BLS reports that a bachelor’s degree in a healthcare field is a common prerequisite for employment as a medical and health services manager, but some employers require a master’s degree and experience in the field. The University of Phoenix MSN can help provide nurses with the educational foundation and skills to serve as a clinical director.  

Director of nursing

Often incorporating years of nursing experience, directors of nursing are tasked with overseeing the entire nursing operation within a department at a healthcare facility. They usually report to a chief nursing officer. They’re often tasked with implementing nursing policies, instituting a budget, managing nursing staff and serving as the link between nurses and other parts of the facility’s administration. Because of the administrative nature of the role, directors of nursing require strong communication and management skills, as well as firsthand experience in the nursing profession.  

BLS classifies directors of nursing as medical and health services managers. They typically possess at least a bachelor’s degree in the nursing or healthcare fields. However, BLS notes that possessing a master’s degree and experience in an administrative role in a hospital is common, and some employers require employees to have a master’s degree to be considered for this position.  

Chief nursing officer

Also known as chief nursing executives, CNOs are the top-level administrators when it comes to nursing within a healthcare facility. While the director of nursing is charged with implementing policies and directing patient care within a department, CNOs take on a broader administrative role. They’re tasked with creating and carrying out broad policy, representing nurses to the administration, and managing budgets, staff and training. The details of their role depend on the needs of the healthcare facility they work for.  

BLS does not report specifically on chief nursing officers, but we can look at the same medical and health services managers data to provide insight into education requirements for this position. Medical and health services managers generally must have at least a bachelor’s degree. BLS also reports on top executive roles, which cover chief executive positions. Besides the years of experience required to move up the healthcare facility hierarchy, CNOs usually will have to possess at least a bachelor’s degree, and some employers prefer an advanced degree, such as an MSN or a doctoral degree in nursing practice.  

Nurse practitioner

Unlike the previous jobs that required at least a bachelor’s degree, a master’s degree in nursing, among other requirements, is needed to obtain certification/licensure as a nurse practitioner.

A nurse practitioner (NP) is a specific type of nurse known as an advanced practice registered nurse (APRN). In addition to many of the patient-facing responsibilities expected of an RN, APRNs are empowered to prescribe medication, conduct research and make medical treatment plans for patients. NPs are the main type of APRN who administer this kind of specialized nursing care. They tend to specialize in the needs of a specific population, such as pediatric or psychiatric health.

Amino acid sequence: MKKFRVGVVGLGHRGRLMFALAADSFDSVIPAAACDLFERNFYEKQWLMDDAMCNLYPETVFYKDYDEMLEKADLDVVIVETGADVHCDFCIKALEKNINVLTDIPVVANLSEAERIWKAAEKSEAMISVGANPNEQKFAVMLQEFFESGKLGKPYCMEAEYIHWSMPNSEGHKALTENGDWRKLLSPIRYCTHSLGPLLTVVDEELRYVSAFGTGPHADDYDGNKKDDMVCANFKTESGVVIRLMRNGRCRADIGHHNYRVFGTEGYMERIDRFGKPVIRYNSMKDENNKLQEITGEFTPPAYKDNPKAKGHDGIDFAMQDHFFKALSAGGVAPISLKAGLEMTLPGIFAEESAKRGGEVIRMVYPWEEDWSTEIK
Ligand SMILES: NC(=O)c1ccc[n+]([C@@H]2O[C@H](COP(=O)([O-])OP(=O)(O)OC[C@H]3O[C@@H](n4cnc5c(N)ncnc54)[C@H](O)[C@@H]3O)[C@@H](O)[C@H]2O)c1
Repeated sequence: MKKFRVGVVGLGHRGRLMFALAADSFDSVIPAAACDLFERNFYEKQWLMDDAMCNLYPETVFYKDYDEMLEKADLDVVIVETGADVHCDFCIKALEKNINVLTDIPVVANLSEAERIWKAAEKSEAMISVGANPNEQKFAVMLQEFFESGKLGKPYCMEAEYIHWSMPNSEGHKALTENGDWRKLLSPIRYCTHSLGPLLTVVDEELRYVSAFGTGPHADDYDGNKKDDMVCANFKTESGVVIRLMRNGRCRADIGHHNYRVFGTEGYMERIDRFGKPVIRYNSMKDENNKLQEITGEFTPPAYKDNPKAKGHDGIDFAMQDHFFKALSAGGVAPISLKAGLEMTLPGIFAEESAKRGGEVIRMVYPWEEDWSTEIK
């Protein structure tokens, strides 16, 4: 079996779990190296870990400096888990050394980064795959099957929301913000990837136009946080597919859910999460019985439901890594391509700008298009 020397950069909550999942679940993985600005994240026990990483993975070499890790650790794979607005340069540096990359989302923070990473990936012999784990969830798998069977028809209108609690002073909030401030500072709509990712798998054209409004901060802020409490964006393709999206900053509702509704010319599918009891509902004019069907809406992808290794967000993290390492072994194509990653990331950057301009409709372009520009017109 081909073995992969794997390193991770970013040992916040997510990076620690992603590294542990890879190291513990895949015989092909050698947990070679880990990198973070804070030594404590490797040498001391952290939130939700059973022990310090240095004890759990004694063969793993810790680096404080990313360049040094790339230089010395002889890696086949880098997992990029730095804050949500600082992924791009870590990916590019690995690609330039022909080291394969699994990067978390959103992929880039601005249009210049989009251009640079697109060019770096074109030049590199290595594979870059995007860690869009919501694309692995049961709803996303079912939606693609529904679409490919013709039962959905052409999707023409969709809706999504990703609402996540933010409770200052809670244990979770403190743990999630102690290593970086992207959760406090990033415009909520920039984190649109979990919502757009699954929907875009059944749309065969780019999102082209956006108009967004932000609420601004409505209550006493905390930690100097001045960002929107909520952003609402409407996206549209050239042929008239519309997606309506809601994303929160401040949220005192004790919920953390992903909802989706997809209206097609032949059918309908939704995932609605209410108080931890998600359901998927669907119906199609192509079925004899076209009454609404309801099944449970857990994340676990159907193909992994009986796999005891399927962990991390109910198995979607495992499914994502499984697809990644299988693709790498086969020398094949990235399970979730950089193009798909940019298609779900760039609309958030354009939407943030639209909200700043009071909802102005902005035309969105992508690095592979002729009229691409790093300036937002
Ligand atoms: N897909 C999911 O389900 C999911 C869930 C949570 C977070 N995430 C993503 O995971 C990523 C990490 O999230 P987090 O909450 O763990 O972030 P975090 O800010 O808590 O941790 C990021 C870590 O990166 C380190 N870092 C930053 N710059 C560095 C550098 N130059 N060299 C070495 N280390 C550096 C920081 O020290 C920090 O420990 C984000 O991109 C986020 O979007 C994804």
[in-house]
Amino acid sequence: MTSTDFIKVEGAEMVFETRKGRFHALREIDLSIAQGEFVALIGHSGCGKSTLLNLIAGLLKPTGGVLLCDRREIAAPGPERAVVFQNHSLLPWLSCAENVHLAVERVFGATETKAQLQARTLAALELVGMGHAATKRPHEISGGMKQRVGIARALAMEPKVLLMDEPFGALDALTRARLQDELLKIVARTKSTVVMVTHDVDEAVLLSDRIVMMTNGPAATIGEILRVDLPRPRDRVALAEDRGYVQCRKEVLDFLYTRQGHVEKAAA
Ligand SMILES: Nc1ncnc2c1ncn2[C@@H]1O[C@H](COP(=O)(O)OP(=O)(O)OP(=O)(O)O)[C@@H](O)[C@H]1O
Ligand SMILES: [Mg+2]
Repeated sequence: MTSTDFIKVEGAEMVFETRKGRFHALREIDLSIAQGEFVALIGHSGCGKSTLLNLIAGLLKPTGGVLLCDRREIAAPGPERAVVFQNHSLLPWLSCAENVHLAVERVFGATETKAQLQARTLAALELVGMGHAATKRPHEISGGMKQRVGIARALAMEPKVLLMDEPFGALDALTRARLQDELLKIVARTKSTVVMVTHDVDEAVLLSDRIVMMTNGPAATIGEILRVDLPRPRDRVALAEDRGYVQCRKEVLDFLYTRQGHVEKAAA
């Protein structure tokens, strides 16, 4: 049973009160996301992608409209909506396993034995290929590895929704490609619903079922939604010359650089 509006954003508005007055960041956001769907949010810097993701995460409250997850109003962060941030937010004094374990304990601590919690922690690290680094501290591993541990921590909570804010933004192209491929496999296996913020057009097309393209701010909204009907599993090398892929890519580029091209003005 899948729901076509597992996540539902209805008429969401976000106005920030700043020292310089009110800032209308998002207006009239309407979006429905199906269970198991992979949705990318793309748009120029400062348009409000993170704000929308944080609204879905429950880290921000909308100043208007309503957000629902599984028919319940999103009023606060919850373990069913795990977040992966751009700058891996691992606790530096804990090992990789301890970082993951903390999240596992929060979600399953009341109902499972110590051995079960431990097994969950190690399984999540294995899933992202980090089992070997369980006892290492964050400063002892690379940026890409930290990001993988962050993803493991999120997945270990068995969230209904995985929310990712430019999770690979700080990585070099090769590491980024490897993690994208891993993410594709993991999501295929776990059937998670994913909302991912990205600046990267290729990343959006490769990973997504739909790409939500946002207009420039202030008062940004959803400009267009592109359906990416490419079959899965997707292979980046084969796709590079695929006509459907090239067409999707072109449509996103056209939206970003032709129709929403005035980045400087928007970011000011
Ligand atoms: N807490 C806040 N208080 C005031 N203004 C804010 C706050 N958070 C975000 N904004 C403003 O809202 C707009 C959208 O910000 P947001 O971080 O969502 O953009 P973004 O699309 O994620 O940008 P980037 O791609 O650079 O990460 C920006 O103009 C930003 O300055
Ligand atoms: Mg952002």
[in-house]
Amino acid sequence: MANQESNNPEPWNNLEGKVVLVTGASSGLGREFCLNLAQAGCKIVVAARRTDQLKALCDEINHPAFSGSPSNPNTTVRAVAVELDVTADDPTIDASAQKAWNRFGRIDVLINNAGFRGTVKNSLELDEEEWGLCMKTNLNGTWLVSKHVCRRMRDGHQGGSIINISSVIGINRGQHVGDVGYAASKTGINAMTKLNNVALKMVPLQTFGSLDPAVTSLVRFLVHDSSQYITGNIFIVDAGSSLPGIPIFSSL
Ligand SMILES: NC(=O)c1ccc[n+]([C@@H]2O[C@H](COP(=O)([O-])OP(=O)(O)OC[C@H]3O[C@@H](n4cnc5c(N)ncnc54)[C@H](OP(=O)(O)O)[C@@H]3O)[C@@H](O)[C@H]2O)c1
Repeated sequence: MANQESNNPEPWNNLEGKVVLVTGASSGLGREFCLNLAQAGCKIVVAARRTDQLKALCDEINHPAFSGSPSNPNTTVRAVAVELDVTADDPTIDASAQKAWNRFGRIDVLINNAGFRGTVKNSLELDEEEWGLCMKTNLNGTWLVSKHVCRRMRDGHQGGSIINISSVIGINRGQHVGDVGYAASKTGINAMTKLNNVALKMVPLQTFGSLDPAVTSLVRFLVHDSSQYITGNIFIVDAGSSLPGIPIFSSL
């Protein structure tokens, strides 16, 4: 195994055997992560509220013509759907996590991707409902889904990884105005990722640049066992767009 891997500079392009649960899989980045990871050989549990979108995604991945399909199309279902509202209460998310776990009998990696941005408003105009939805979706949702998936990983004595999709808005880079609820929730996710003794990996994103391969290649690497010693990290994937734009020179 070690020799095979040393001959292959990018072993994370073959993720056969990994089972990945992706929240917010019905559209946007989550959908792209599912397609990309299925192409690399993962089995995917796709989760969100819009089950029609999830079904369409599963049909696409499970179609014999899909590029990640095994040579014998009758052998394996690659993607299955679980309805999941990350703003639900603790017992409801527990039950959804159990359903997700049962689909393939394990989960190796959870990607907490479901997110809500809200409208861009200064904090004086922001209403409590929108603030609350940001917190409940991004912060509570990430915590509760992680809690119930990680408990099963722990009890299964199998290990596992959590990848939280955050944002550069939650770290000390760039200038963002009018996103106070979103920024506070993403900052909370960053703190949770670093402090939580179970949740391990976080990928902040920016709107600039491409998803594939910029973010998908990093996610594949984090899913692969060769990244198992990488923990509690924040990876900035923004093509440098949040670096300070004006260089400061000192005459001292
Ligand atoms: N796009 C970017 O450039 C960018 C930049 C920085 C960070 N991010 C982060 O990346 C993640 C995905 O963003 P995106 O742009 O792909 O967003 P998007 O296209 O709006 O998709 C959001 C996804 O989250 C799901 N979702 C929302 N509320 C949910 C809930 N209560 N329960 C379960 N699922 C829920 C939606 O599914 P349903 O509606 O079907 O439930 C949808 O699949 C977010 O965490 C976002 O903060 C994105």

Other types of nurses

In addition to the types of nurses listed above, here are a few more nurse specialties you should know about! Similar to the above list, you must already be a working RN — having earned at least a nursing diploma, passed the NCLEX and be licensed in the state in which you wish to work. Because many of these roles are specialized, employers may require that RNs possess additional training, experience, education or certifications.

While BLS does not offer specific education requirements for the following types of nursing employment, we’ve put together some helpful descriptions to give you a sense of what each role is responsible for.  

University of Phoenix degree programs don’t align directly to these job outcomes, so please do your research and talk to an enrollment counselor if you are an RN interested in any of the following jobs.  

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Specialty roles for registered nurses

Travel nurse

A travel nurse is a registered nurse who travels to hospitals experiencing staffing shortages and operates on a short-term contractual basis in healthcare facilities. Unlike nurses who may remain in one location for years, travel nurses move to facilities in need of staff, often working with travel nursing agencies to secure housing and manage logistics. Though they’re typically employed in the short term, travel nurses can be highly specialized.  

Travel nurses are required to achieve licensure in whichever locality they work. This applies to both state-by-state regulations and international regulatory standards, if the nurse decides to work outside the country. 

Crisis RN

Major crises such as natural disasters, terrorist attacks or health emergencies like the COVID-19 pandemic require a massive influx of health professionals to deal with a large number of patients. Like travel nurses, crisis RNs travel to hard-hit locations to administer medical aid. This work is usually performed on short notice and requires flexibility. Nurses may take on these assignments through a two-to-six-week crisis nurse contract administered by a travel nurse staffing agency.